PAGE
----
This year’s Auckland HomeShow was once again a showcase for all that is new and innovative for the indoors and outdoors. One of the underlying themes was ways to make home lifestyles and family living more sustainable. There was no shortage of eco-friendly products and information for anyone choosing this pathway.
Outdoor living is described by show organisers as the way of the future. Overseas trends are seeing new home builders and home renovators adding an entire ‘outdoor’ room to their home. It’s common to see fully integrated outdoor kitchens boasting a bar fridge, home entertainment system, outdoor cinema and surround-sound system, and a range of heating products.
Along with alfresco dining, the outdoors is being zoned with spaces for vegetable gardens, children’s play areas and adults’ retreats.
Described as a revolution in the gardening world, the edible garden staked its place at the show by demonstrating ways of retaining a pretty landscape using plants destined for the family dinner table.
Live chickens shared the show space with high-flying interior design ideas. The Green Urban Living stand featured a transportable chicken coop, showing that urban livestock, dubbed “green animals”, have their place. Chickens can rid the garden of insect pests and weeds while supplying fresh eggs for the family. And the Green Urban Living folk say they make great pets for children.
Children also had their place at the show. A business which started in the garage of a family home in Clevedon in 2003 was a Mecca for them with its play-house tower and built-in slide. PlayZone’s educational division was launched in 2006 and it is now a provider to schools as well.
Natural brush products are also in the children’s education market, for example a Te Pataka (food storage house) designed to bring real life to the curriculum.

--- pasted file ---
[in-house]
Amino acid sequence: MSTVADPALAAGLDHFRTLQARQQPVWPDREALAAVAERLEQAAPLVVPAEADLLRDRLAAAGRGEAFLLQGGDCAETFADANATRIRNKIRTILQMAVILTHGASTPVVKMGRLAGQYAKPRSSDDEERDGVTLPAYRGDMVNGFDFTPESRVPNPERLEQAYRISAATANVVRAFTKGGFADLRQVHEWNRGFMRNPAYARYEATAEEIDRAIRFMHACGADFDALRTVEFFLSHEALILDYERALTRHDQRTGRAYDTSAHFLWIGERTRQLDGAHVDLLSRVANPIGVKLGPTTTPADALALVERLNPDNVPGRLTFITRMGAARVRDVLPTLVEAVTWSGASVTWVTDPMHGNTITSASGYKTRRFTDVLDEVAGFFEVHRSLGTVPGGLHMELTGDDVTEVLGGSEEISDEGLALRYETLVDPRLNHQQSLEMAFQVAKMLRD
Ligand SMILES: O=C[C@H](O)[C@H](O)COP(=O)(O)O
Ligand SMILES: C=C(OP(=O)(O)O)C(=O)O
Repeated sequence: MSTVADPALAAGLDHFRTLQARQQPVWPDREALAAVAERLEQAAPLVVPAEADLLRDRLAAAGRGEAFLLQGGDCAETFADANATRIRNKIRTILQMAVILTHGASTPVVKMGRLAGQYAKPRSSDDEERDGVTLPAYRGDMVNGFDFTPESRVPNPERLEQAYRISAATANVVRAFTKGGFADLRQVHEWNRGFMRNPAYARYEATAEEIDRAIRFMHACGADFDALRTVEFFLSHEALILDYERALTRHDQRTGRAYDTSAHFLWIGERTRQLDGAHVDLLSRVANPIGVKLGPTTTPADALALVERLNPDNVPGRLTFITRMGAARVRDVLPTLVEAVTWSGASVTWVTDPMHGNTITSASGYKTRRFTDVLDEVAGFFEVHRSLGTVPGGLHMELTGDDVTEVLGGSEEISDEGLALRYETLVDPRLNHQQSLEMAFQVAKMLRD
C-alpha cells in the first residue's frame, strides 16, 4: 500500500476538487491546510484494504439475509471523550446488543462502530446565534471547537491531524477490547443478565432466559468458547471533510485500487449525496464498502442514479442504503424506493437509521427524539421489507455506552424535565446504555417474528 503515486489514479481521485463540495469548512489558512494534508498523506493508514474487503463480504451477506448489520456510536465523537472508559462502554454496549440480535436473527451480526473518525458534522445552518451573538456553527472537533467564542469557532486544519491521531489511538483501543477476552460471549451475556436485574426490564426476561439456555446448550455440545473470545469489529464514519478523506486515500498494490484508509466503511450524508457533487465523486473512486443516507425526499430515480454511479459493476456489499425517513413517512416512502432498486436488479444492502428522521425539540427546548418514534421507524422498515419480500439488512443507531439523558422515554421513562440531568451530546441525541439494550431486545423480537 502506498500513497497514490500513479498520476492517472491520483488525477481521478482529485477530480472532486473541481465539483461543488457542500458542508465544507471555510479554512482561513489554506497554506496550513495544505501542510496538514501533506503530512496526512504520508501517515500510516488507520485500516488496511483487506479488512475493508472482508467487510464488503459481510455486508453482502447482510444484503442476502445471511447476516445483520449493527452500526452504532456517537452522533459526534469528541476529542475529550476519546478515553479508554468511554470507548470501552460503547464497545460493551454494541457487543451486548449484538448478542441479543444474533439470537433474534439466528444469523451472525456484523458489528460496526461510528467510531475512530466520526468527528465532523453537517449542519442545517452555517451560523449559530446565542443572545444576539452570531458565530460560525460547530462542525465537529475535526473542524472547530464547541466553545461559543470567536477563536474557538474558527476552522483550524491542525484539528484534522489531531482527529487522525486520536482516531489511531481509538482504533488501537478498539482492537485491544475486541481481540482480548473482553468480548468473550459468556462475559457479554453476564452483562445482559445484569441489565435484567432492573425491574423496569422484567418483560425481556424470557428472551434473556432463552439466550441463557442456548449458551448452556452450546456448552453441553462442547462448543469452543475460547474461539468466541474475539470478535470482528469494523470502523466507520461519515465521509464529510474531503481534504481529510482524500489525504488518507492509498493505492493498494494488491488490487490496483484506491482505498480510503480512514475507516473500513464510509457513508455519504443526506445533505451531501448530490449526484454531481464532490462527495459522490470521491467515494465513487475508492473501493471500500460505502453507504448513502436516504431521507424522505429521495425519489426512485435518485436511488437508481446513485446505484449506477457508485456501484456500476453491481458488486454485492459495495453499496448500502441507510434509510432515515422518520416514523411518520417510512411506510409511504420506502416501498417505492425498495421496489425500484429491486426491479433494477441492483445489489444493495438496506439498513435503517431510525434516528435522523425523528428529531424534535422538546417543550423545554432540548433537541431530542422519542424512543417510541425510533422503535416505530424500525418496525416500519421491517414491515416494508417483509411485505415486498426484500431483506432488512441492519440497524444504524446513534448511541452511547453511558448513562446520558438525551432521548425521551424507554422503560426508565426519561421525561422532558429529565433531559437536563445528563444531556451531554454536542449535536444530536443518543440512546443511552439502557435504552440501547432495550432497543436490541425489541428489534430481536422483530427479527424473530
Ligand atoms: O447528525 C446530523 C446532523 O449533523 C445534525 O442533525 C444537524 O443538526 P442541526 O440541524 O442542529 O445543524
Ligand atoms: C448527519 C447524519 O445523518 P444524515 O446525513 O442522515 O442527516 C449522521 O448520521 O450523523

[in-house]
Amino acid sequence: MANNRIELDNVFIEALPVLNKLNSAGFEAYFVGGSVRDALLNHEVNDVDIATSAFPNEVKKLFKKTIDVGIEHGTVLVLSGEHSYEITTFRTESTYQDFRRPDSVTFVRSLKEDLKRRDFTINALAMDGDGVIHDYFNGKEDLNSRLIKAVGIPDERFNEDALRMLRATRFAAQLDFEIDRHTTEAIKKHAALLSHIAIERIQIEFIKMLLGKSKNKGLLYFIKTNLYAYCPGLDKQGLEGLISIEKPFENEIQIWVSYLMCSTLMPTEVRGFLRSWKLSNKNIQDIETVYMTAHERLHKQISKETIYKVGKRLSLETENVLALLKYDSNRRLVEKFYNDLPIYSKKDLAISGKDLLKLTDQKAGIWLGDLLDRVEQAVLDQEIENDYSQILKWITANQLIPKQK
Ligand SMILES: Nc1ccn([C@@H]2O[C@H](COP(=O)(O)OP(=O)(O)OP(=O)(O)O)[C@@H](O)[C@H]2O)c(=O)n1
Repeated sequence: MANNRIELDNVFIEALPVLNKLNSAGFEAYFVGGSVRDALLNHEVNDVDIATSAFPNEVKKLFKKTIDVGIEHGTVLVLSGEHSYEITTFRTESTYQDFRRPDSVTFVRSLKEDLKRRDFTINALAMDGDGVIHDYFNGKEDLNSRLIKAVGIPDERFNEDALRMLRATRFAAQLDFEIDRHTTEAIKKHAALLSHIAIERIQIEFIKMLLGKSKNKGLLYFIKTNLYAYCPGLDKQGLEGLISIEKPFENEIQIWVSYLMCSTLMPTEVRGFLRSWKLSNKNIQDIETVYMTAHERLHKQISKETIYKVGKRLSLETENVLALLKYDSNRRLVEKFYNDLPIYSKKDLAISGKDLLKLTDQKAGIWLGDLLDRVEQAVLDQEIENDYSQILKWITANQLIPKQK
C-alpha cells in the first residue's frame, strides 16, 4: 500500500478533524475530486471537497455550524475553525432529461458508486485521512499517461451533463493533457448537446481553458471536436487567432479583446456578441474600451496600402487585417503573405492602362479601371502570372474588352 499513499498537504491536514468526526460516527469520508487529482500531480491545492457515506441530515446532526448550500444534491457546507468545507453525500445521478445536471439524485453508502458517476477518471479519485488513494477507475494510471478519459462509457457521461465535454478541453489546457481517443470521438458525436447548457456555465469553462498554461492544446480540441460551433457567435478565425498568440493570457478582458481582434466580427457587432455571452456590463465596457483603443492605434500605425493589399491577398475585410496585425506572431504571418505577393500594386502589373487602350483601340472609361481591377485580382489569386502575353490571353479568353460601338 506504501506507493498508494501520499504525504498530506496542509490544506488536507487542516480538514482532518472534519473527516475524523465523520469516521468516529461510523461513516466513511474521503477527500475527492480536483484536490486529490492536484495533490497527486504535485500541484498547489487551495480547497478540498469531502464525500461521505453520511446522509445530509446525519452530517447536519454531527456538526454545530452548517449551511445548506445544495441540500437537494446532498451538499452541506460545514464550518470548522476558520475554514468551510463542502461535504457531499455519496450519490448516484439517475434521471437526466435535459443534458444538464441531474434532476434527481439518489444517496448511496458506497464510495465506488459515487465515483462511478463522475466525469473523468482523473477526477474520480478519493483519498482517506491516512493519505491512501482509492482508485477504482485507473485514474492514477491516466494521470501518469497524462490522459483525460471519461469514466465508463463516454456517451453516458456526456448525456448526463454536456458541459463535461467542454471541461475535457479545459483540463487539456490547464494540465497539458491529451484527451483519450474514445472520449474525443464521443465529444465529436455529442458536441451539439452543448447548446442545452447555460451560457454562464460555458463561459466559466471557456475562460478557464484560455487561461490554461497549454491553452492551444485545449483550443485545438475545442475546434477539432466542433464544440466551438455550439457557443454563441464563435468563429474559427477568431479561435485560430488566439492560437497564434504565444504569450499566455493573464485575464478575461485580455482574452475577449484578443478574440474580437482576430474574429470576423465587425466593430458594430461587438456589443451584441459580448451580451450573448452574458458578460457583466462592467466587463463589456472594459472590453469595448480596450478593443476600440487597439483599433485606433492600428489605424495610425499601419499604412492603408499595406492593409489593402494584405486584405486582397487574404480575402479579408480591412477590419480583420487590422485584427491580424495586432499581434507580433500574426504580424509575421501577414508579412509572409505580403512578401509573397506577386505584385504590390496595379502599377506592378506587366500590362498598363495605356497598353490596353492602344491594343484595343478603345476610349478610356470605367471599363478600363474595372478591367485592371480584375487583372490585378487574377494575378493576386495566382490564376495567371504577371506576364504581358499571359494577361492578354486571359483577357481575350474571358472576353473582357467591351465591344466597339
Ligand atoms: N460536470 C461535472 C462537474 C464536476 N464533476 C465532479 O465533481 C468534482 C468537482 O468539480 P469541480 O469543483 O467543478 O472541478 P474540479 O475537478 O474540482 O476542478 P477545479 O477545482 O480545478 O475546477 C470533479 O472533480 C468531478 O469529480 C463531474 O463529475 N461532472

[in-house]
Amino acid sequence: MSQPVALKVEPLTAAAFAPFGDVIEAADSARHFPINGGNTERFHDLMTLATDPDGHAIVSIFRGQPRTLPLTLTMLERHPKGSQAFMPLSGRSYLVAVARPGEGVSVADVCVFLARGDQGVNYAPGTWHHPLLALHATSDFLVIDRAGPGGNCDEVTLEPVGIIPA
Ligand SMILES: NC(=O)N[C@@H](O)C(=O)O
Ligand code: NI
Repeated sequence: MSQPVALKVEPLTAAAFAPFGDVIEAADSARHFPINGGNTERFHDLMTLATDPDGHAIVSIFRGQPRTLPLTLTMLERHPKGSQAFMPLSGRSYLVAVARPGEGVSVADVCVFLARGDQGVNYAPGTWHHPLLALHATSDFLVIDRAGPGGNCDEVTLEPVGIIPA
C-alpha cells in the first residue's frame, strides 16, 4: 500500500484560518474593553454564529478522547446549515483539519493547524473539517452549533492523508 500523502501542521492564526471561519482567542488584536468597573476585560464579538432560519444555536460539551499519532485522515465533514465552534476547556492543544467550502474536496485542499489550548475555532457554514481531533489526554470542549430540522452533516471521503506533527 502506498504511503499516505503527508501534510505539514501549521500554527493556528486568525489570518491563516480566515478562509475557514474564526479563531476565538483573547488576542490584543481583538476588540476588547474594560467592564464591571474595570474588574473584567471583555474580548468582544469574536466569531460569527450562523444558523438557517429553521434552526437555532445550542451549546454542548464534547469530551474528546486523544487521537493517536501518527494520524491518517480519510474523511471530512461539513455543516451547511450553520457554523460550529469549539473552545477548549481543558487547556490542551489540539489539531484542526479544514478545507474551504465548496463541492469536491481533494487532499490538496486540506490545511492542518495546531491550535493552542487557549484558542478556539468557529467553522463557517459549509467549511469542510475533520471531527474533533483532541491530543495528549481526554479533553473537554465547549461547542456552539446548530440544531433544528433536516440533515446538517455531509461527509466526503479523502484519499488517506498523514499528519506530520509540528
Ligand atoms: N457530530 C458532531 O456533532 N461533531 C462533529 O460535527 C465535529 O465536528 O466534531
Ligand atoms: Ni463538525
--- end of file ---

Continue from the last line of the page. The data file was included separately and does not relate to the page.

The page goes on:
Brustics, which specialises in natural solutions for privacy, fencing, shelter, shade and landscaping, presented its latest ideas at the show. Since introducing Australian brushwood fencing to New Zealand 15 years ago, it has added a range of locally-produced eucalyptus and woven tea tree and thatch roofing materials for garden studios, spas, pool houses and gazebos.
Its cabin range provides backyard options from sleep-outs, a guest room, kids’ room and music room, to sophisticated lifestyle activities such as a home office or even home theatre.
Introducing a little sophistication the 100 per cent Kiwi way was Christchurch designer Brad Crocker’s collection of stainless steel mirrors. His Freestyle mirrors are designed and custom-made for individual customers with paua and pearl insert options giving them a distinctly local look. He describes them as timeless pieces of functional art with the added feature of the use of a mirror.
Materials for the outdoors also contributed to the show’s sustainable theme. In a world of declining hardwood resources, mahogany decking from Wood Products International is promoted on the strength of being sourced from responsibly-managed and sustainably-harvested mahogany plantations in Fiji.
Backing up its claim, the company offers customers a letter from the Fijian Ministry of Fisheries and Forestry confirming the status of the mahogany forests. Another letter from the Fiji Department of the Environment confirms that Fijian mahogany is exempted from the Convention on International Trade in Endangered Species.
By no means an endangered species, mothers-in-law got their place in the sun at the show with a new spin by a company specialising in walk-in-baths. Simply open the door, walk in, sit down on the moulded upright seat and surround yourself with soothing water.
The Walk In Baths team says its project “all started with the mother-in-law, as many stories do. She’s an active lady in her early sixties, involved in walking, childcare and gardening. She even attends the gym.
“You can imagine how surprised we were to hear that she had stopped bathing because she found it hard to get in and out of the bath”.
She explained that as people get older they don’t have the strength in the upper arms to lever the body out of the bath “and your hips get stiff so you can’t get your legs underneath to push it off”.
So the company developed the walk-in bath catering for people of all ages who have to adapt their lifestyles to cater for reduced mobility. Lest anyone thinks the bath sounds purely functional, Walk In Baths provides the option of air-powered spa bubbles.